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Is There an Impending War Between Russia and Ukraine?

Tensions on the Russia-Ukraine border continue to stir with the threat of a Russian Invasion 

In recent weeks, tensions between Russia and NATO have risen to their highest level. The U.S. and its European allies continue their attempts to deter a potential invasion of Ukraine. 

Standoff

Russian view: Russian officials have placed a heavy emphasis on the 2015 Minsk peace deal, which was  designed to end the conflict between Kyiv and Moscow-backed separatists in the contested Donbas region, following the Russian annexation of Crimea. The Kremlin has accused the Ukrainian government of not fulfilling their particular side of the agreement. Russian officials also sought assurances that Ukraine is never allowed to join the NATO military alliance, which is viewed as an Anti-Russia alliance. In a December ultimatum provided to the United States by the Kremlin, Russia demanded assurances that NATO would withdraw troops from countries that joined the military alliance after 1997. 

During a joint news conference, Russian President Putin asserted that he was opposed to NATO expansion in the east, “because it poses a common threat to us.”

Ukrainian view: Ukrainian officials have been criticizing the 2015 Minsk peace deal that was brokered after a string of military losses. The officials report that they will support the agreement only if it is restructured. Ukraine has also stated it is open to talking with the Russian government in a third country. 

Ukrainian Defense Minister Oleksii Reznikov reported, “Ukraine stands ready for negotiations in Istanbul, as well as in Geneva, Vienna or any other place that is impartial and doesn’t depend on one of the sides, namely Russia.”

Western view: The United States and its European allies have reportedly opposed the Minsk deal, but called on all parties of the agreement to fulfill their side of the bargain. Additionally, the Biden administration has rejected Russia’s demands involving NATO. Instead, the officials have called on Russia to pull back its forces from the Ukrainian border and halt its support for separatists in Donbas. 

Following the meeting with President Putin on Monday, French President Macron said that NATO’s open-door policy is vital, and the independence of former Soviet Union states such as Ukraine, Belarus, and Moldova must be preserved. 

Military Strength 

Russian troops: Last year, the Kremlin began moving troops to regions bordering Ukraine. Western officials have reported a presence of more than 100,000 Russian troops in the region and Crimea, a Ukrainian peninsula occupied by Russia. 

Last week, military drills with its ally Belarus also began. 

The Biden administration reported that Russia is planning to invade Ukraine, possibly after Moscow creates a pretext by spreading images of civil casualties to increase tensions between the nations. Also, the U.K. has said that Russia plans to destabilize the Ukrainian government and install a pro-Russian government. A White House assessment reported that Russia had amassed around seventy percent of the combat forces required to launch a full-scale invasion of Ukraine. If executed, this assault would be the largest land offensive in Europe since WWII.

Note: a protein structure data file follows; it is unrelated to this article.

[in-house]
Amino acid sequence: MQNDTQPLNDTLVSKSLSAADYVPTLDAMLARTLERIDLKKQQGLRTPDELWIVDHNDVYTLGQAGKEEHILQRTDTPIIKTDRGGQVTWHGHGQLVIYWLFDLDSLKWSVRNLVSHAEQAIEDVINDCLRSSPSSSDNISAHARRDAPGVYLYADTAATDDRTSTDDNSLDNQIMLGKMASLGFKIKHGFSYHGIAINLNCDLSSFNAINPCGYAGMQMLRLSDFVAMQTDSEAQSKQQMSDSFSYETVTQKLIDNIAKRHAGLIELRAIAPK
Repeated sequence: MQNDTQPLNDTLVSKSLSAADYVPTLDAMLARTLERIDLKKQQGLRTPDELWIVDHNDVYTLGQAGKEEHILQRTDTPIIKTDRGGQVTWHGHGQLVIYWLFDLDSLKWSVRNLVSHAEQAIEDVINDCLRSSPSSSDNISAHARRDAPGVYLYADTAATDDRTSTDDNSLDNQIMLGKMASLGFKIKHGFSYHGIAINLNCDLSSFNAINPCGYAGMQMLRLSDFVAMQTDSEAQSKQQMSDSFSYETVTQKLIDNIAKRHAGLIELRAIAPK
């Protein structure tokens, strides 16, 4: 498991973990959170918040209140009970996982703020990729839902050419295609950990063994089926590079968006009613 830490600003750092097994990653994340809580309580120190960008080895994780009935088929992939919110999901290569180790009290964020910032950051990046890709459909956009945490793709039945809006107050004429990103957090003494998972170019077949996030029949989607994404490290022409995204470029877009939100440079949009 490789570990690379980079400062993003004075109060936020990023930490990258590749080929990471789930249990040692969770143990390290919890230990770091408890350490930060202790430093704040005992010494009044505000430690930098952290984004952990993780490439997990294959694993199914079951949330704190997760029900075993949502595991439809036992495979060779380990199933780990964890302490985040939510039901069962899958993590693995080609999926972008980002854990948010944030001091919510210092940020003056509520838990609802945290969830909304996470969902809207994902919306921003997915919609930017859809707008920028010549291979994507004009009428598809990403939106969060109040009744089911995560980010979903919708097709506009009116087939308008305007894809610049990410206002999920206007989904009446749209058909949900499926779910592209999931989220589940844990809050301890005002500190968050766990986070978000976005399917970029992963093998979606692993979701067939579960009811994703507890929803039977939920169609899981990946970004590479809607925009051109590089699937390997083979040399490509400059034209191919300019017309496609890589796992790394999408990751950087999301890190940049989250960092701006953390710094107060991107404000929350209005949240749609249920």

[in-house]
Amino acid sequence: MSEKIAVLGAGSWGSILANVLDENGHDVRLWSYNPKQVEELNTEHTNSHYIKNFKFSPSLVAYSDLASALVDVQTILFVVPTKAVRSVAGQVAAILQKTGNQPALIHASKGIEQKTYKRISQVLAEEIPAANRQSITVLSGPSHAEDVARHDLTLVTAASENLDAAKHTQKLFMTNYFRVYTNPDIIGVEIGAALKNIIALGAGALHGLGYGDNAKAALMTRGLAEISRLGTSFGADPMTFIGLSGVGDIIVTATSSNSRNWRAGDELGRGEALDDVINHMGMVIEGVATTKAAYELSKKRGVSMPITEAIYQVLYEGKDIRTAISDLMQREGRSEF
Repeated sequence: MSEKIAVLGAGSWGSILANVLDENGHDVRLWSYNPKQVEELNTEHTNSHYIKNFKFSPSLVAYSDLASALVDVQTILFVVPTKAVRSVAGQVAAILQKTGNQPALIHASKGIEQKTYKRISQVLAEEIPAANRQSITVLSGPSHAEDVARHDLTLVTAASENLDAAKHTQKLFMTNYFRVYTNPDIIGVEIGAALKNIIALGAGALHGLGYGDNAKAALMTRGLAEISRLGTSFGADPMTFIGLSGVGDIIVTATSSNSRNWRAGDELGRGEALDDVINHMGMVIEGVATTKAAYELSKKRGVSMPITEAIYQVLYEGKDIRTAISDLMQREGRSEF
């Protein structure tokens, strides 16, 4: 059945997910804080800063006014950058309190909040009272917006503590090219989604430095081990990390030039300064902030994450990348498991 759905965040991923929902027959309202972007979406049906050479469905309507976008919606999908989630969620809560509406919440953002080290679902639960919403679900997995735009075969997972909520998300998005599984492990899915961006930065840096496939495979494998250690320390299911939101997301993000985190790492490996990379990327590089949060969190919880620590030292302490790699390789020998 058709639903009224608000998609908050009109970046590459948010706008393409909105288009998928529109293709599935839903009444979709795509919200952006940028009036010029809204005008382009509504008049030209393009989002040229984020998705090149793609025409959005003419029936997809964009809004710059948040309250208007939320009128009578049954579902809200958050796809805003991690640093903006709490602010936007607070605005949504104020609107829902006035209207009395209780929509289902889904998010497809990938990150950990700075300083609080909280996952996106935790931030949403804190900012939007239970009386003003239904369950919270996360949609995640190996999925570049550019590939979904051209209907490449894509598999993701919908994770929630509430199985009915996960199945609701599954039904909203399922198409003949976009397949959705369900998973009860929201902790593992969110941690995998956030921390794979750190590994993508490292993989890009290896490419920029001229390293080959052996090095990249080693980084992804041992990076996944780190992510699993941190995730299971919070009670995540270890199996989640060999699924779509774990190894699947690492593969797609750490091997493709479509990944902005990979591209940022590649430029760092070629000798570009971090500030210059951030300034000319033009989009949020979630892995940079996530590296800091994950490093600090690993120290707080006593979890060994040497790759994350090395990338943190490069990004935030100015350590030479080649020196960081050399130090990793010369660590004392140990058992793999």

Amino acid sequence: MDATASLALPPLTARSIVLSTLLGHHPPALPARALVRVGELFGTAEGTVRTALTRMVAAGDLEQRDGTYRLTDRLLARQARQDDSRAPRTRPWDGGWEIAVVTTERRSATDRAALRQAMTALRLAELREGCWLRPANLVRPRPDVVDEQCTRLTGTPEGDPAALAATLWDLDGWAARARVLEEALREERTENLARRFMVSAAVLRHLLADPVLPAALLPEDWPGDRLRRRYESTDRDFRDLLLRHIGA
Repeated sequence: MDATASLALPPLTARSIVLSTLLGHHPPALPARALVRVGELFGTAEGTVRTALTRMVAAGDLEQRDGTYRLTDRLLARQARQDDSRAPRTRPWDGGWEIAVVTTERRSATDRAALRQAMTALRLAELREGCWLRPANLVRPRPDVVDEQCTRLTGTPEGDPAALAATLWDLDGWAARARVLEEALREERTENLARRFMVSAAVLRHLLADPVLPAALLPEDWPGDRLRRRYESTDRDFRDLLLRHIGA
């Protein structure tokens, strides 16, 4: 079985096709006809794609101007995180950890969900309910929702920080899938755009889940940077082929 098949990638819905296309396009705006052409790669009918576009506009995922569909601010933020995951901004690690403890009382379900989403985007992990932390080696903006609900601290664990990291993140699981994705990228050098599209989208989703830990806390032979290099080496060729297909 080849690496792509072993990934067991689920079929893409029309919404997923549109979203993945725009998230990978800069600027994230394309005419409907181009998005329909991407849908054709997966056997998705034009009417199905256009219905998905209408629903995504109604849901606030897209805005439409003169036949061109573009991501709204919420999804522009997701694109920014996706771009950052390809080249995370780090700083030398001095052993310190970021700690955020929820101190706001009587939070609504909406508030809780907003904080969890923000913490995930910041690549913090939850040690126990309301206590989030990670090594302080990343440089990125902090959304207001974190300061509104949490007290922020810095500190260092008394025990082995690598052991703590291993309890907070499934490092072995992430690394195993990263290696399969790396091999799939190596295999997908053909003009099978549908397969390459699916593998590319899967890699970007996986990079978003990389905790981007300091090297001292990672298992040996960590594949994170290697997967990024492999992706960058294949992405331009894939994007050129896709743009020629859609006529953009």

NATO forces: The United States has responded to the recent Russian aggression by deploying more troops to Eastern Europe. They have deployed around 3000 U.S. troops to NATO’s eastern flank. Before this, the Pentagon also put around 8500 U.S. troops on heightened alert. 

NATO allies have also been moving military hardware, with both Denmark and Belgium. This includes sending F-15 and F-16 fighter jets to the Baltics last month. Great Britain has offered to send resources and supplies as well. 

NATO has said that they would not send troops to Ukraine in the event of a Russian invasion. Although Ukraine is at the center of the dispute, the nation is not a NATO member, and hence not covered by the allegiance’s collective defense clause. 

Ukrainian forces: With the risk of a mass-scaled conflict, Ukraine’s political leadership has largely been downplayed. Ukrainian President Zelensky has been telling Ukrainians to “take a breath” and “calm down.” However, some officials have offered a more forceful reaction. The President has also taken steps to strengthen the country’s armed forces, bringing them from 250,000 active troops to about 360,000 troops. This fraction is only about a third or so of Russia’s 900,000 strong armed forces.

As tensions continue to rise, all signs point towards war. However it may develop, this conflict will have a profound global effect.  

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